• He emphasized prioritizing user experience and engagement over short-term metrics that may not lead to long-term success.

Lessons from building Periscope (00:57:44)

  • Periscope was the biggest live video streaming platform in the world, inspiring other social networks to create their own live streaming features.
  • Kayvon Beykpour personally onboarded users during the beta phase.
  • Kobe Bryant was invited to the beta by Chris Sacca and received a private broadcast from Beykpour.
  • During the demo, Kobe initially questioned the appeal of live streaming but later praised the bidirectional communication and interactivity of the platform.
  • This moment highlighted the unique and immersive nature of Periscope's live streaming experience.

Reasons why Periscope failed (01:00:41)

  • Periscope failed due to poor retention and a lack of focus on addressing core product issues.
  • Twitter acquired Periscope to leverage its scale and community to enhance its growth and durability, but the integration took too long.
  • Kayvon Beykpour, the ex-Head of Product at Twitter, believes a standalone consumer product focused solely on live video streaming may not be sustainable.
  • Successful platforms like Instagram and TikTok combine live features with asynchronous capabilities, allowing users to stay connected beyond live broadcasts.
  • Twitter had early insights into meaningful consumer behavior changes, such as spotting Vine, Periscope, and Instagram before they became popular, but often failed in the execution and follow-through, leading to missed opportunities.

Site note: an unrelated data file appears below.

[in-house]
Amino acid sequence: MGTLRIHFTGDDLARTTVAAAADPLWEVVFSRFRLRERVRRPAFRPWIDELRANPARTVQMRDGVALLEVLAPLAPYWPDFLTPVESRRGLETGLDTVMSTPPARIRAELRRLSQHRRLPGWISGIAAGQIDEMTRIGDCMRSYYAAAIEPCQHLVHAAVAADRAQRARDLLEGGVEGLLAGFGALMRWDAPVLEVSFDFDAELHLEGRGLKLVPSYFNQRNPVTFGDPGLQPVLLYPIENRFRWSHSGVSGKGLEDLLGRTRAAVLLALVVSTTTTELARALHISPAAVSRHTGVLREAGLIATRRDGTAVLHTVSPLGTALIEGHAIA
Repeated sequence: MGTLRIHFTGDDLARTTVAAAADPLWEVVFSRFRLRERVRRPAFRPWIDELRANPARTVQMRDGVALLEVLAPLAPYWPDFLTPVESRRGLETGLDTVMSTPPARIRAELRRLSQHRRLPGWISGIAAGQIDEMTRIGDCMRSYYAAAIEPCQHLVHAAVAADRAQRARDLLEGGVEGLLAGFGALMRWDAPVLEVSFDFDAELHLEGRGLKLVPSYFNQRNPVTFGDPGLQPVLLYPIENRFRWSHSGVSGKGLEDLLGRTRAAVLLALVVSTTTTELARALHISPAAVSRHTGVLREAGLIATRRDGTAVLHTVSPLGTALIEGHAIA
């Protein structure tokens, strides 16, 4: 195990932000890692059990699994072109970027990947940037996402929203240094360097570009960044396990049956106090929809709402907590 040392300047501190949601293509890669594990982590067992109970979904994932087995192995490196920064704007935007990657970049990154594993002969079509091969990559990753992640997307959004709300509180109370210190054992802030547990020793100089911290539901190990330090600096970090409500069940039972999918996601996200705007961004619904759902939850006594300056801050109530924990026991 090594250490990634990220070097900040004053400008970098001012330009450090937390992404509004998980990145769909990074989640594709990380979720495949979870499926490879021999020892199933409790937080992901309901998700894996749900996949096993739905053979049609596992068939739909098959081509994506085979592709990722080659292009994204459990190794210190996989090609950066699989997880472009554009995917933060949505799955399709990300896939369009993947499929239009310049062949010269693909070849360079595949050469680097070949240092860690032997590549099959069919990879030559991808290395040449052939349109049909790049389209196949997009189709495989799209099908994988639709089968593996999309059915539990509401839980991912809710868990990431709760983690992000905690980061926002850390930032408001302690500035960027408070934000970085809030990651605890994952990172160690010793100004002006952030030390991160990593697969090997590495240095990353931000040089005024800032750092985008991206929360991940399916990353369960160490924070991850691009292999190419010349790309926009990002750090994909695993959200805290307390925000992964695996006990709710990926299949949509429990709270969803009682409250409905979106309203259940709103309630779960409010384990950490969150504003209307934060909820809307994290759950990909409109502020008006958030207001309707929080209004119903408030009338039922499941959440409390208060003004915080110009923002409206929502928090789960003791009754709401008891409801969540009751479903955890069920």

• Twitter didn't end up acquiring and keeping products like Vine or Periscope in-house but made smaller acquisitions and built competing products like Spaces to compete with Clubhouse.

The challenges of implementing video at Twitter (01:07:24)

  • Twitter had the opportunity to win in video but failed due to poor execution.
  • Twitter made the mistake of competing with its own acquired companies, Vine and Periscope, instead of integrating them holistically into the product.
  • This resulted in multiple teams working on different video features with different stacks and user experiences, leading to a subpar product experience.
  • Facebook, on the other hand, avoided these mistakes and became the dominant player in live video.

Copying ideas in good taste (01:12:05)

  • Kayvon Beykpour, Twitter's former Head of Product, emphasizes the importance of taking inspiration from other products while respecting the original idea and adding value for the customer.
  • Twitter's Spaces was inspired by Clubhouse's synchronous conversations, leading Twitter to prioritize and accelerate the project, making it a top company priority.